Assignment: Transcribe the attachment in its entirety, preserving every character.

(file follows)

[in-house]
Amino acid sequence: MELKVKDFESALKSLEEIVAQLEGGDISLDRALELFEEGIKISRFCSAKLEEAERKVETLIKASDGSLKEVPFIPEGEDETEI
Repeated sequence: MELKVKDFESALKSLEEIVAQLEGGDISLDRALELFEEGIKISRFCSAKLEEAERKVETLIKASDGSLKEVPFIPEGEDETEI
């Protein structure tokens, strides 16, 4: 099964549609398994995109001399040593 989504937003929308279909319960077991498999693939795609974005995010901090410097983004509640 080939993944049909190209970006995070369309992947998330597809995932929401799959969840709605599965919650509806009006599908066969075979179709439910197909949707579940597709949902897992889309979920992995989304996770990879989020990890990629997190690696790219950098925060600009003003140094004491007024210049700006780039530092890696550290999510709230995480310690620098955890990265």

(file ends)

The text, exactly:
[in-house]
Amino acid sequence: MELKVKDFESALKSLEEIVAQLEGGDISLDRALELFEEGIKISRFCSAKLEEAERKVETLIKASDGSLKEVPFIPEGEDETEI
Repeated sequence: MELKVKDFESALKSLEEIVAQLEGGDISLDRALELFEEGIKISRFCSAKLEEAERKVETLIKASDGSLKEVPFIPEGEDETEI
């Protein structure tokens, strides 16, 4: 099964549609398994995109001399040593 989504937003929308279909319960077991498999693939795609974005995010901090410097983004509640 080939993944049909190209970006995070369309992947998330597809995932929401799959969840709605599965919650509806009006599908066969075979179709439910197909949707579940597709949902897992889309979920992995989304996770990879989020990890990629997190690696790219950098925060600009003003140094004491007024210049700006780039530092890696550290999510709230995480310690620098955890990265």